Medical school admissions: an issue of socioeconomic diversity

For thousands of individuals every year, receiving an acceptance letter from a U.S. medical school is a monumental occasion. The culmination of years of hard work and sacrifice. It is an acknowledgment of academic prowess and ability. This is an indication that years of hard work and dedication have paid off and that, since being selected, an individual possesses unique talents and abilities, allowing them to enter an esoteric realm of education training. Or so it ostensibly seems to be. On the contrary, recent data indicates that medical school admissions have become more and more exclusionary.

Despite decades of diversity and inclusion initiatives, U.S. medical schools continue to be elitist institutions with very few minorities. A majority of diversity initiatives have focused on racial/ethnic groups that are underrepresented in medicine. However, this may have further prevented diversity in the long run. The real problem, some may argue, is not race/ethnic diversity. Rather, socioeconomic status (which at times can parallel race) is the real issue. For example, recent data indicate that acceptance rates for individuals who are underrepresented in medicine (URiM) have increased, and these individuals have favorable odds when controlling for GPA and MCAT scores. However, these positive associations are not seen for low-income or first-generation applicants. This raises the question of whether diversity initiatives are impacting the individuals they originally intended to. At its core, diversity initiatives should increase the probability of the disenfranchised to gain acceptance. In essence, it should level the playing field and remove barriers to entry. However, if individuals who benefit from these initiatives continue to come from high-income families, it is reasonable to assume that these applicants would have been accepted in lieu of any diversity initiatives. The data seems to support this notion.

Attending medical school in the U.S. continues to be a matter of socioeconomic status and less so on merit-based factors. For example, from 2014-2019, applicants to MD programs in the US who had a family income of less than $50,000 were half as likely to be accepted as applicants reporting an income of $200,000 or more. Moreso, the likelihood of being accepted into an MD program increased incrementally by income. In essence, socioeconomic diversity has decreased over time.

Some argue that current organizational structures, such as medical schools, serve to legitimize and entrench racial inequities. The process of medical training in the U.S. is a structured pipeline designed to exclude members of low socioeconomic status. Medical admissions rely heavily on “objective measures” such as the MCAT, GPA, and other test scores. Students who have the financial means are able to obtain private tutors and pay for resources that are considered the “gold standard” for preparation for these exams. In addition, test preparation is becoming increasingly expensive, with resources such as UWorld easily costing an applicant hundreds of thousands of dollars. Taking a significant amount of time off to dedicate to studying for an exam and foregoing work is not an option for many individuals who don’t have the financial means to do so. Lower mean MCAT scores are sometimes a result of socioeconomic disadvantages for certain groups. Institutions justify the use of MCAT scores as they have predictive value for medical school success, namely licensure examinations. This further reinforces the status quo of utilizing a seemingly objective measure (USMLE exams) to practice fair admission policies.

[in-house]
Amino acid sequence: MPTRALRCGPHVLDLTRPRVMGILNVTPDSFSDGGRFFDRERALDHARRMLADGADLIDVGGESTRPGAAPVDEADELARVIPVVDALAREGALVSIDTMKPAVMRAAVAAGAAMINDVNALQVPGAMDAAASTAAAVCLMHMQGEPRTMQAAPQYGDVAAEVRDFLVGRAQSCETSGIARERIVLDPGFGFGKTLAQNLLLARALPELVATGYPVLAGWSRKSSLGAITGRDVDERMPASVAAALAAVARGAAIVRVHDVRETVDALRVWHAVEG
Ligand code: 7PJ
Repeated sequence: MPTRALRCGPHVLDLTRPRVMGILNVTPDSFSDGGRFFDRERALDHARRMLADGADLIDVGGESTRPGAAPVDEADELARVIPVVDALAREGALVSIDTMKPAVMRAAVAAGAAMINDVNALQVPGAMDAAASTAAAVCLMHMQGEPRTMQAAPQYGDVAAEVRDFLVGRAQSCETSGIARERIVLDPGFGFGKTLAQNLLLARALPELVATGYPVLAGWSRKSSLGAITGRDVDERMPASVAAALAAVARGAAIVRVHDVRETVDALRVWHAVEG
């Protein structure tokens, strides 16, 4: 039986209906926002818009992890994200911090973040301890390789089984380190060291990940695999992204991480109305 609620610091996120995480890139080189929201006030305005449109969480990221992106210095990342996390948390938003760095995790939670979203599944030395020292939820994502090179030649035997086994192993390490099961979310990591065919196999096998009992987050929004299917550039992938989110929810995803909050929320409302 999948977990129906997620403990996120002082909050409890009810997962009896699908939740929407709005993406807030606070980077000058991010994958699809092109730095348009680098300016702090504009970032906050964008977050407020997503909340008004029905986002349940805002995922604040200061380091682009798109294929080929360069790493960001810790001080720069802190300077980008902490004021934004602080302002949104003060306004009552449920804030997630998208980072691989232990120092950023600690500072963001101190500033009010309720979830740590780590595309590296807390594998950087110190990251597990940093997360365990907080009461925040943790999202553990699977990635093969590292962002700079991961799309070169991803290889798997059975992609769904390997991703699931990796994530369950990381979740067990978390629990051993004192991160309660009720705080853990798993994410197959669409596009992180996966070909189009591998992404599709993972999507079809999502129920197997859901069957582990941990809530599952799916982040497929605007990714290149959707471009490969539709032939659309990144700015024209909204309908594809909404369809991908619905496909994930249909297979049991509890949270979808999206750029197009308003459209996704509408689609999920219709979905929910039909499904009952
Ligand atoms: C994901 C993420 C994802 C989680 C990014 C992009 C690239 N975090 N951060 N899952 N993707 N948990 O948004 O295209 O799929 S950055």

School reputation and merit-based scholarships reward the use of MCAT scores, and institutions maximize their weight in admissions despite these practices being associated with lower diversity. The number of applicants to medical schools continues to grow each year, and admission offices have relied on computer-generated MCAT score cutoffs as a screening measure to qualify applicants. In addition, many schools have continued to use legacy as a factor in admissions, perpetuating nepotism and reinforcing entrenched racial inequities.

Faculty that attempt to alter the trajectory of admissions policies to reflect more diversity are often met with staunch resistance. Altering institutional policy is incredibly difficult especially when there have been generations of precedent already established. Organizational factors play a significant role in which admissions policies are implemented and how rapidly diversity initiatives can be implemented. Frequent turnover, changing of priorities, and performative acts without institutional change in policy or resources are some of the main factors found to be preventing the increase of diversity.

Medical school admissions, despite being touted as a meritocracy, involve a significant amount of privilege. Medical schools should review their admission processes and consider socioeconomic status, as individuals from low socioeconomic groups have historically been excluded. Unjust measures such as GPA and MCAT exclude a large pool of applicants or potential applicants, nullifying the very intention of diversity initiatives.

Ravinder S. Chale is a medical student.

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